The Code, which has been developed by industry bodies and pension providers, specifies that all charges should be set out in a standard template, summarising to employers the fees charged and corresponding services. It has been endorsed by bodies including the National Association of Pension Funds (NAPF), Association of British Insurers (ABI), Investment Management Association (IMA) and Society of Pension Consultants (SPC).
"Charges are a big concern for many people, and this code will help put a spotlight on the fine print," the NAPF's Joanne Segars said. "Employers need to be able to see more clearly what is being charged and why. They will then be more likely to pick the best pension for their staff. The code sets out a template for explaining charges that will make it easier to compare the cost of pension A with pension B."
Once the Code is in force, all charges relating to a pension scheme will have to be clearly and accurately stated in writing. Employers must also be able to see examples of how different levels of charges and charging structures could affect how much pension their employees receive, either through a document or through a dedicated web tool, which is currently being developed by the ABI.
The Code will apply to all firms and institutions offering defined contribution pension schemes to employers including insurance companies, trust-based pension schemes, financial advisers and other professionals offering paid advice. It is intended to be used as a non-binding best practice code from January 2013, while all of its provisions will take effect one month after the launch of the dedicated web tool, which is expected to be available from 1 April 2013.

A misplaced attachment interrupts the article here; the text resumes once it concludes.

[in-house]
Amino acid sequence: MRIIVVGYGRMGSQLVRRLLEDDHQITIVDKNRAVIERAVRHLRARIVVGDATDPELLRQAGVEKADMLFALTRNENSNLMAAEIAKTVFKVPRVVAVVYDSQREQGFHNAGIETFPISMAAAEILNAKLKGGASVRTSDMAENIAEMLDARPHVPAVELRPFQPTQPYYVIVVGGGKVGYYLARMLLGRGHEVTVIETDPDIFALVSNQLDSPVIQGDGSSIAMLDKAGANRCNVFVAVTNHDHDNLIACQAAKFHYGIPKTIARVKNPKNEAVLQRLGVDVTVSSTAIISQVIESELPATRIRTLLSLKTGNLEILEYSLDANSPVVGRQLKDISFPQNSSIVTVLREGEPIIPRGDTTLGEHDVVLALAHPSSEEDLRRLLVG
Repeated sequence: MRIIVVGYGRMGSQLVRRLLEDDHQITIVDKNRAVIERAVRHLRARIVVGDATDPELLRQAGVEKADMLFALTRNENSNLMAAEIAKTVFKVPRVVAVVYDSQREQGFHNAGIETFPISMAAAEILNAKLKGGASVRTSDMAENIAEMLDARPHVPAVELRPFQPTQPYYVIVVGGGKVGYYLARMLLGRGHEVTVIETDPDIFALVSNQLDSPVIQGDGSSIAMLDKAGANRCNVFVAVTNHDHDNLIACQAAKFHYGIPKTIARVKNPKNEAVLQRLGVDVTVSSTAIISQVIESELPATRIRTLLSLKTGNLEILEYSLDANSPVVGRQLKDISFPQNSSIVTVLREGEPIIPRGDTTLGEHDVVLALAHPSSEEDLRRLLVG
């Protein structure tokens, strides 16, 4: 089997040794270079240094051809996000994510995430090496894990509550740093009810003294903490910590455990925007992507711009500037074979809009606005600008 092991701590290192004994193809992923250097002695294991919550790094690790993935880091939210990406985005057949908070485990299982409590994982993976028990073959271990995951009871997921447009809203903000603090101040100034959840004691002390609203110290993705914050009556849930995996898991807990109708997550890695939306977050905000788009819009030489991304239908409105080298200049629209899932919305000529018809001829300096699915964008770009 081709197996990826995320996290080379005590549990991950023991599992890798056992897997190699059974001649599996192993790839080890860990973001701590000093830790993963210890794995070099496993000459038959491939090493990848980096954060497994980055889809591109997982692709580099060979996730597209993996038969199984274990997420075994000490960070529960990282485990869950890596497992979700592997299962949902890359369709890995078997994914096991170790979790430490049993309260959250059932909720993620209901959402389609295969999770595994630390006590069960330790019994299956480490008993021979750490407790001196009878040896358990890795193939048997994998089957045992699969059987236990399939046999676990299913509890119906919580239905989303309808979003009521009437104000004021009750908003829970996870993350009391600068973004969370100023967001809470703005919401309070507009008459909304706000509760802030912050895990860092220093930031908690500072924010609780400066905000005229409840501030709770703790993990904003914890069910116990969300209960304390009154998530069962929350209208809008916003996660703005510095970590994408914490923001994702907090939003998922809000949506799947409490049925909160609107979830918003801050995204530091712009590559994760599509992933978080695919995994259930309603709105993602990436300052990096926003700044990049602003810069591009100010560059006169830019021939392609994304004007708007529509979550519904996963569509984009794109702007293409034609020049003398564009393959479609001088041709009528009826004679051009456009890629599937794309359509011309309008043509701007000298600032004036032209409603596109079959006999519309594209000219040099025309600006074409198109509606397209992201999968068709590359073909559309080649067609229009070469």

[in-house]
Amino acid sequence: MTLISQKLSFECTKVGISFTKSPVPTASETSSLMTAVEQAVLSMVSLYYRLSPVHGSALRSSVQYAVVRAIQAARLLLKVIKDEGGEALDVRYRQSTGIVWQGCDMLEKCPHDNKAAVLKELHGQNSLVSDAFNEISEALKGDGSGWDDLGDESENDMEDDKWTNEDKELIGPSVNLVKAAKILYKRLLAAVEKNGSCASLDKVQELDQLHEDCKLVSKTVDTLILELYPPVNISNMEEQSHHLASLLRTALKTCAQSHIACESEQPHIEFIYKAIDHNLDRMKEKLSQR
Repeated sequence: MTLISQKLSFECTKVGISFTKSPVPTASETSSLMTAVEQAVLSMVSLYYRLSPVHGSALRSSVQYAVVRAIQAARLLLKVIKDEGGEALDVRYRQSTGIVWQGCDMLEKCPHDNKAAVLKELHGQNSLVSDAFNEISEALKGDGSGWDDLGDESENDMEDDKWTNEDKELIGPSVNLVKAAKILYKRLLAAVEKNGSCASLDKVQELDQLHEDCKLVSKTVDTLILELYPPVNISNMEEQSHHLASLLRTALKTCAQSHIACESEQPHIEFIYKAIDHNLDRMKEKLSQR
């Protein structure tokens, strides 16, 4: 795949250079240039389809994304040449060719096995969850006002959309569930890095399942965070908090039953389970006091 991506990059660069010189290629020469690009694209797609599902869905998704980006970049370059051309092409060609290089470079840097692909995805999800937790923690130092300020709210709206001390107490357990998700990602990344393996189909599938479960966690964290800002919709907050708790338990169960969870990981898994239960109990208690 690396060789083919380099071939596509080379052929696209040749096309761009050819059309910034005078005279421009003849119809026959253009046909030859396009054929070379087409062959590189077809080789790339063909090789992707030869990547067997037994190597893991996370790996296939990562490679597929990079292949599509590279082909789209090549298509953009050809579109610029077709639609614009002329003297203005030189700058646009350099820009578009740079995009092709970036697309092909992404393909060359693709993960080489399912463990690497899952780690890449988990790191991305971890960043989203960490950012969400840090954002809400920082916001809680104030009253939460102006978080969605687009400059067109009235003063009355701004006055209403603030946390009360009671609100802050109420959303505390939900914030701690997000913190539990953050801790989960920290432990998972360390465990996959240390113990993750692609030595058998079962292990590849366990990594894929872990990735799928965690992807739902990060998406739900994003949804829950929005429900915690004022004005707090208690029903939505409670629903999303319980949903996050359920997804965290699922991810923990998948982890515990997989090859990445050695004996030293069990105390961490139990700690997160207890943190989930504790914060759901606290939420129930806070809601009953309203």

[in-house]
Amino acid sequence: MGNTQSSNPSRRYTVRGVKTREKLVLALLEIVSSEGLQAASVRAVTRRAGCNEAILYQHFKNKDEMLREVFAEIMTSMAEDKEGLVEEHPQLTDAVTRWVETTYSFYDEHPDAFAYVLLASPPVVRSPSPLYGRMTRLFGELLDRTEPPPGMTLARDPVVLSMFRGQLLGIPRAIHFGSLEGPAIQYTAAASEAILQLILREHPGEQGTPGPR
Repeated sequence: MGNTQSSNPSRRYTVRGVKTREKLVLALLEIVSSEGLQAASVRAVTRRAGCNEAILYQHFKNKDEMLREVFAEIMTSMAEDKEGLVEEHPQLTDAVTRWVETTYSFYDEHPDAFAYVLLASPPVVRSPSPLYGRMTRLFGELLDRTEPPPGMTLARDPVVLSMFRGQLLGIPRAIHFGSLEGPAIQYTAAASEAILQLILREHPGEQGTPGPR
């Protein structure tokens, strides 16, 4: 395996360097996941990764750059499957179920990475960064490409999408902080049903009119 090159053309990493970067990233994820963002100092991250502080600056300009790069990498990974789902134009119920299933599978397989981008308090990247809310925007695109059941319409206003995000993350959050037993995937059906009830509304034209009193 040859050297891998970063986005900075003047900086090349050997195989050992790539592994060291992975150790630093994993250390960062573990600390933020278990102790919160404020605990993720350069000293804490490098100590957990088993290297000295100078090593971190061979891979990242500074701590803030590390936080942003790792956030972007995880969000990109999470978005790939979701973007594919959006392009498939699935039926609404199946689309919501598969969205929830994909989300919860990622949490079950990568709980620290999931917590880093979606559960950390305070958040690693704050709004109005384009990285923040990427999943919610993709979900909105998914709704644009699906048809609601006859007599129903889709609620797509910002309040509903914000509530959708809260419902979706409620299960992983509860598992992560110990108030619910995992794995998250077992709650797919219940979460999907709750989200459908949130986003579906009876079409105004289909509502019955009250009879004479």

Pensions law expert Simon Tyler of Pinsent Masons, the law firm behind Out-Law.com, said that the new code of conduct would help employers to choose the right scheme for those employees due to be automatically enrolled into a pension scheme.
"As auto-enrolment is rolled out more widely over the next few years, it is crucial that employers choose the right scheme for their employees," he said. "Employees have the option to join or to make additional contributions, but they will be relying on their employer to choose a scheme that will deliver. Charges can have a striking impact on pensions ultimately payable, but the new Code of Conduct does a good job in ensuring that employers can see what the impact of those charges might be."
However, he pointed out that employers had other issues to consider when choosing an appropriate scheme.
"Additional services, range of investment choice and service standards count too," he said. "The summary of charges will be a useful tool to help employers compare what's on offer."
Pensions Minister Steve Webb warned in the Daily Telegraph earlier this year that the Government could introduce measures to cap "sky high" pension charges without industry action. He told the paper that the new Code was a "useful starting point"; however, he remained "prepared to consider taking action more broadly" if sufficient progress was not made on improving transparency on charges.
"We are looking to the whole industry to do the right thing and work together on this and other industry initiatives to improve transparency," he said. "We hope to see the code's widespread adoption and for individuals to be enrolled in schemes with value for money and transparent charges."